The article contains details of a crime scene that some readers may find disturbing. Please read further at your own discretion.
IN 2018, the mysterious deaths of a seemingly happy and healthy family in India took the local media by storm. The political bodies, local authorities, Central Bureau of Investigation (CBI), Delhi Police, and forensics teams were baffled by the shocking site of an alleged crime scene. The deaths of 11 close-knit members of the Bhatia family upset the entire country.
The most chilling and shocking fact is that three generations willingly took part in what is now termed as a ritual that cost them their lives.
The story has regained its lost fame as Netflix, a popular streaming platform, has on-aired a three-episode long docuseries on the mysterious deaths. While the docuseries has received mixed reviews from the viewers and critiques, it is absolutely bone-chilling.
The documentary builds curiosity from the very first scene. The viewer gets indulged in the setting with captivating inhouse shots and interviews of the neighbours and family friends. The description of the crime scene from the first respondent of the case makes the viewers’ heart skip a beat, as he enters the room where 10 of the family members can be seen hanging from metal bars. While the corpse of a 80-year-old Narayni Devi is found in her bedroom.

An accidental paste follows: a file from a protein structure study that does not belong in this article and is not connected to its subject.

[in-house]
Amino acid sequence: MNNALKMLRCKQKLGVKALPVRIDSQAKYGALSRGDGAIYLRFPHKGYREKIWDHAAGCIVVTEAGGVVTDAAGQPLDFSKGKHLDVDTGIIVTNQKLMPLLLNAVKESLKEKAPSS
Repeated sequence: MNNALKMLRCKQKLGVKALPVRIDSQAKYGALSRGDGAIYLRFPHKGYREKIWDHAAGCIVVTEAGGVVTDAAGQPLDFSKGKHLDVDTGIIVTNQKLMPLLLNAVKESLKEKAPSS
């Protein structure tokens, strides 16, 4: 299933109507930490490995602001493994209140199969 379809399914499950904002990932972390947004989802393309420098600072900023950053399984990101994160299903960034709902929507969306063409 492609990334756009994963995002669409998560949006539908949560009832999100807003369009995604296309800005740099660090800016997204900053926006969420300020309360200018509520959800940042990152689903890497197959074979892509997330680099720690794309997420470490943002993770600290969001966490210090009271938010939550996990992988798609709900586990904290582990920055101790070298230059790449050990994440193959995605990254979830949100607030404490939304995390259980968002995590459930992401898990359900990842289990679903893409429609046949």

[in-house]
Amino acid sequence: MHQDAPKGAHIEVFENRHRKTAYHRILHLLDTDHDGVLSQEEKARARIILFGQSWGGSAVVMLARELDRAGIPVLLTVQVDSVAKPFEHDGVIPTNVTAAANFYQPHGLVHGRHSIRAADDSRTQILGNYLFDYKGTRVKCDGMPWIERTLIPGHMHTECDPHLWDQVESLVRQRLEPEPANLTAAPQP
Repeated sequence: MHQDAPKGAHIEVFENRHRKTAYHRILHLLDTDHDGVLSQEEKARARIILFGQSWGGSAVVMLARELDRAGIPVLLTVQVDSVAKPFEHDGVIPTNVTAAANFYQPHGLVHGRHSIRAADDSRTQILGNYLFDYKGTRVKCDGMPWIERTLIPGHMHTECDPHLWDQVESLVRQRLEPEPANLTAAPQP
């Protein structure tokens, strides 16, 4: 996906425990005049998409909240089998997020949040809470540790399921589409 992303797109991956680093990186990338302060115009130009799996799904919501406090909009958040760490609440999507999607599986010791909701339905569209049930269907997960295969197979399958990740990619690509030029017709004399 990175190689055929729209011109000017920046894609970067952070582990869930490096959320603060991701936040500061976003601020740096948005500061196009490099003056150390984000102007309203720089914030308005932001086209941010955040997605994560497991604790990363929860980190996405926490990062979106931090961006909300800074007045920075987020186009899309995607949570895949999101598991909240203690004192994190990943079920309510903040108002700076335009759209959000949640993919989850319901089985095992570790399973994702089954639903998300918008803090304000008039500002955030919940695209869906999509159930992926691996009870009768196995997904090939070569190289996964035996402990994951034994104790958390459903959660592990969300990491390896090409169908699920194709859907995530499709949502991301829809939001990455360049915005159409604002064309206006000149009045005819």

The docuseries, at times, makes use of the actual footage which makes it a difficult watch. The three hour-long episodes delve deeper into the never-shifting paradigm of South Asian societies. They successfully touch on the subjects of the ever-prevailing patriarchy in the sub-continent and not taking the mental health seriously. By the time, the third episode ends, one is slapped in the face with the shocking reality of sub-continental families.
The House of Secrets tells the story of every South Asian family that has never questioned the role of patriarchy and never taken the mental health seriously. The use of narrations, from story-telling perspective, is chilling. They actually help the viewer understand the magnitude of the problem that the Bhatia family was facing. At times, convincing, it was very well executed.
The interviews of journalists, policemen, medical experts, friends, and family members help one understand that the Bhatia family was just like any other common sub-continental family. But that, the members, somehow, blurred the distinction between delusion and reality.
Overall, the docuseries is absolutely well executed and one feels that it has, somewhat, awakened the audiences from their slumber and compelled them to question patriarchy, and take mental health seriously. That said, it is a terrifying watch, for the events shown in the documentary took place in real-life.
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